Facebook is the social media platform that I use most frequently throughout the day. Not because I like it, mind you. It’s all about going where the people are.
I’m not going to make a joke here. I’ll just let that hang in the air.
But seriously, I use Facebook as a part of my job at my church, where I manage both our Facebook page and group. Now, I’ve always preferred working on our website, thinking of it as the better investment of my time, especially since we have a theme designed specifically for churches with sermon and event support. However, it’s on this last point that Facebook surprised me this week.
Facebook Event Subscriptions
You see, I’d never wasted/invested much time with adding our church events to Facebook because they were already on our website, but then I began to wonder about the power of being able to “invite”—and sharing that power with others!—people to our events. I was debating this idea when I realized that Facebook had recently added a component to page events that sold me on using them for now on: Event subscriptions.
Now, the people who “like” your page can also subscribe to your events.
How to Use Event Subscriptions
The first thing to do is create some events. I’m not going to go over how to do that right now because it’s honestly fairly straightforward. (Though, if we get some feedback that we need to, maybe I will.) Once you’ve got a few events set up, look for the “Share Events” button on your Facebook page’s Events tab.
Write a nice little message in the pop-up window and then hit “Share.” Now, those who see your page will have the option to subscribe your events so that all of your current and future events are funneled right into their Events. Here are some images to give you and idea how this all works.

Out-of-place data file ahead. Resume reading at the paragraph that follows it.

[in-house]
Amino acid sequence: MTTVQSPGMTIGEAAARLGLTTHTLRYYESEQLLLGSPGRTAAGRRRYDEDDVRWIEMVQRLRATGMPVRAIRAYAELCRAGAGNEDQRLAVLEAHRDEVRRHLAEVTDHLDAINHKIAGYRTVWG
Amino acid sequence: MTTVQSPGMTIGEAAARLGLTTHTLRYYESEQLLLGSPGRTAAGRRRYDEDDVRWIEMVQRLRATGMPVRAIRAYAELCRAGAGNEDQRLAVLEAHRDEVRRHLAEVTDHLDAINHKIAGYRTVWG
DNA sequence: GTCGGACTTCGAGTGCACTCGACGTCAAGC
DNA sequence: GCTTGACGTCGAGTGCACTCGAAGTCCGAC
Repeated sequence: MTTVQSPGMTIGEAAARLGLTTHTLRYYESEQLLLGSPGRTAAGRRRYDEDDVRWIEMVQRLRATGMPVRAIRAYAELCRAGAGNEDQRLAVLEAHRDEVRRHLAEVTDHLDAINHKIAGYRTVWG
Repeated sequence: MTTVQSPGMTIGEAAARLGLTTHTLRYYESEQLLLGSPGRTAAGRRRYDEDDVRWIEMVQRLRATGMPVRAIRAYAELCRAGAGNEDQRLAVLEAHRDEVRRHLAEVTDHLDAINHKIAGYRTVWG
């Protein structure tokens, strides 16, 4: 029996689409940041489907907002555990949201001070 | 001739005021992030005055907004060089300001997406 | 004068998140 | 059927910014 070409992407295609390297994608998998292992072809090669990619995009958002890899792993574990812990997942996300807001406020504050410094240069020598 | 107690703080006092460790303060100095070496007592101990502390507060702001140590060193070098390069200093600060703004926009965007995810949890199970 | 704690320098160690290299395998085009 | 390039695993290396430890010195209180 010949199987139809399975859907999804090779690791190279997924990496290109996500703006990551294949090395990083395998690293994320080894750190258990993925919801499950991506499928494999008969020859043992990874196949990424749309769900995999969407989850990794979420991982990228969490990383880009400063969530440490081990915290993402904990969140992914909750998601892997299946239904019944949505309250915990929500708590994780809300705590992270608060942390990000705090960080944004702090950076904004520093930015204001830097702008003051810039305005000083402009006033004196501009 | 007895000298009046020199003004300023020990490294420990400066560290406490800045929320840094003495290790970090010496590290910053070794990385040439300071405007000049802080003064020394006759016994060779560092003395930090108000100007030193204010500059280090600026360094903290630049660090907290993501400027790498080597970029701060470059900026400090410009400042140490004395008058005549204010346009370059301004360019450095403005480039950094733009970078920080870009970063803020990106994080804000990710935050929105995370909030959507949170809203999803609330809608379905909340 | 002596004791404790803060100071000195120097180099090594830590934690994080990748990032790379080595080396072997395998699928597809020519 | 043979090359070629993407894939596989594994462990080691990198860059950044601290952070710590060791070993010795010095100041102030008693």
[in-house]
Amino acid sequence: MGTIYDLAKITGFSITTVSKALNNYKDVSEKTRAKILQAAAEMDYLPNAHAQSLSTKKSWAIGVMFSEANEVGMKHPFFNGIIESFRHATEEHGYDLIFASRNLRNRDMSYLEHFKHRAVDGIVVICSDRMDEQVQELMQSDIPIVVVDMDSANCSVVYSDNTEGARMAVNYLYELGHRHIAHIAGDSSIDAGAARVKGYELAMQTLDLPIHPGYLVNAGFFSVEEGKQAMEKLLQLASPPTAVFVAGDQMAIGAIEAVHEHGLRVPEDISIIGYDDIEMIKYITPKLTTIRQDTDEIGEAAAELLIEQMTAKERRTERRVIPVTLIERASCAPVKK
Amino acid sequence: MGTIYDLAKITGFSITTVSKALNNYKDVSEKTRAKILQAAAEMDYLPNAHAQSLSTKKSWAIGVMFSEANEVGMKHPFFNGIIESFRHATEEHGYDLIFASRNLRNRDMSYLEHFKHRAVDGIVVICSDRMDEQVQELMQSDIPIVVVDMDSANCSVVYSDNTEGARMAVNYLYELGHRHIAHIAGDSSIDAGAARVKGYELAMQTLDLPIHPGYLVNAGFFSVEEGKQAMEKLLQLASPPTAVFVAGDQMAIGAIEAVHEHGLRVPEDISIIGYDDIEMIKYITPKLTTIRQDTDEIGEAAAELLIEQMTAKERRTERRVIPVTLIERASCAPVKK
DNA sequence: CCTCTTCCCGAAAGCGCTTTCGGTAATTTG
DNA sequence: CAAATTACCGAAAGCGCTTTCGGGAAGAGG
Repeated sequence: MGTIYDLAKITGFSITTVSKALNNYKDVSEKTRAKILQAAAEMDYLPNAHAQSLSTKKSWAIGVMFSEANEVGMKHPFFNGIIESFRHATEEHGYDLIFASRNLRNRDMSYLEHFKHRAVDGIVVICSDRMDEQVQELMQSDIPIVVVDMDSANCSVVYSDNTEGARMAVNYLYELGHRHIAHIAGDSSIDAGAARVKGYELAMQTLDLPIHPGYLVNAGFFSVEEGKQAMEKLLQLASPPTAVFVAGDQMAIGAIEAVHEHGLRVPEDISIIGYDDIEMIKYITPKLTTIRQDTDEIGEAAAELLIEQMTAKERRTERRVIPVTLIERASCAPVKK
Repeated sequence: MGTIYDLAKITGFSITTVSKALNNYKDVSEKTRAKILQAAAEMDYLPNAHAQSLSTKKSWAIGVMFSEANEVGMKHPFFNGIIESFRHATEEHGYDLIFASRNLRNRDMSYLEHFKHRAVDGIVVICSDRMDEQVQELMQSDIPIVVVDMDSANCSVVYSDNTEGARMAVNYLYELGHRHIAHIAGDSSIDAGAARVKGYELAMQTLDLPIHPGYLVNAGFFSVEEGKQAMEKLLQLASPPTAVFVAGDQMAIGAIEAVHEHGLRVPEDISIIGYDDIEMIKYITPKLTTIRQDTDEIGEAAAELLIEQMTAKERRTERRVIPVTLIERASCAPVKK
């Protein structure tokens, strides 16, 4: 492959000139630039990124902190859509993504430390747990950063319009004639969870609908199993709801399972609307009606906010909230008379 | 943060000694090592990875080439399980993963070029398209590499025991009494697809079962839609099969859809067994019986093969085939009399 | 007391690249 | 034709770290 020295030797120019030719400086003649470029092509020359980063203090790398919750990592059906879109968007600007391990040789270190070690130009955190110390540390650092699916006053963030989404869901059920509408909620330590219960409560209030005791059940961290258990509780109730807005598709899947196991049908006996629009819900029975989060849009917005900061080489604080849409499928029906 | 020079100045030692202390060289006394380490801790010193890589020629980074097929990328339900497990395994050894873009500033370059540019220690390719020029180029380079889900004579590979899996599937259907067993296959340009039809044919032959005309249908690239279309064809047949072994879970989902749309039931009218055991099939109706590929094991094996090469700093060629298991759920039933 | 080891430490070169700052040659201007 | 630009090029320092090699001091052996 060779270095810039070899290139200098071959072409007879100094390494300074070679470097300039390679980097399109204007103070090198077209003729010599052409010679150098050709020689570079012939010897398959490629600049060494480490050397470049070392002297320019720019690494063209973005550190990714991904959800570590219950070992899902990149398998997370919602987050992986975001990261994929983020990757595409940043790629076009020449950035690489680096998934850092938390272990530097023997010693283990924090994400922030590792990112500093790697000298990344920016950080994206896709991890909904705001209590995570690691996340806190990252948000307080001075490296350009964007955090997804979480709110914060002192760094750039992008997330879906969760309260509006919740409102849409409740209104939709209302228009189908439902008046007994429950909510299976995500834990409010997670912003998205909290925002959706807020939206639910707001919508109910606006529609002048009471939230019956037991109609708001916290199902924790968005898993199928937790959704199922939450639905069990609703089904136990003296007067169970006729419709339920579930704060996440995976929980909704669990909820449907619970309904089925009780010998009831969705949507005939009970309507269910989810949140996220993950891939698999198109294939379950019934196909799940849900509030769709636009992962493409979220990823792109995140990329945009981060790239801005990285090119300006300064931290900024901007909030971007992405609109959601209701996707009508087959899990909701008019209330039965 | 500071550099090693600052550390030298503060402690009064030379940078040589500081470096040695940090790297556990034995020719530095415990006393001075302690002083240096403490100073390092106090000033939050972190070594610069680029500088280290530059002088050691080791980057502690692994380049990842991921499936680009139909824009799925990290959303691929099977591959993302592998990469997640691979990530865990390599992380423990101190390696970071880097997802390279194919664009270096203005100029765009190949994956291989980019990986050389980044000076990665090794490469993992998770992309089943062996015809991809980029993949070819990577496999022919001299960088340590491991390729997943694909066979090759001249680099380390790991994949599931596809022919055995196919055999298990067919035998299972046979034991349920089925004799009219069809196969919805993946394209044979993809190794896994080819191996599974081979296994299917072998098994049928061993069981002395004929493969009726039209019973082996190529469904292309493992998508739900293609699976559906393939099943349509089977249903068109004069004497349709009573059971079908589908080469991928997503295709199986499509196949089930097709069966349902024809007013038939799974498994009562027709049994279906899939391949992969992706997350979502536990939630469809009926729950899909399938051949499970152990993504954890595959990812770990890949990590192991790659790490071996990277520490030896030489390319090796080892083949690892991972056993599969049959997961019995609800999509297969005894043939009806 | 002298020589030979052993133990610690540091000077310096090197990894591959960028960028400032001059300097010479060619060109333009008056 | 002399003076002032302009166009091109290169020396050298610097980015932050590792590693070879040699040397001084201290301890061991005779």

How I Am Using Facebook Events Now
So, now that people can subscribe to all of my church’s events from our Facebook Page, I’m going to have a Facebook event set up for all of (or nearly all of) our events and activities. You see, by having these events funnel right into an individual’s Events section of their account, they’ll receive the basic notification of seeing your events in their list. Secondly, if they decide to go the event, they can essentially RSVP on Facebook, which will give you a bit of an idea of how many people to expect. Thirdly, your event attendees can also share your event to all of their friends and invite specific friends whom they know might be interested. “Word of mouth” has become “Share of user,” and that just might be a good thing for your events.
I hope this post reaches you in time to help you boost your attendance at your VBS and/or other summer outreaches.
And if you’re response to that was, “We don’t do anything like that,” my question to you is this, “Facebook is trying to help you here. Isn’t time your church had a party?”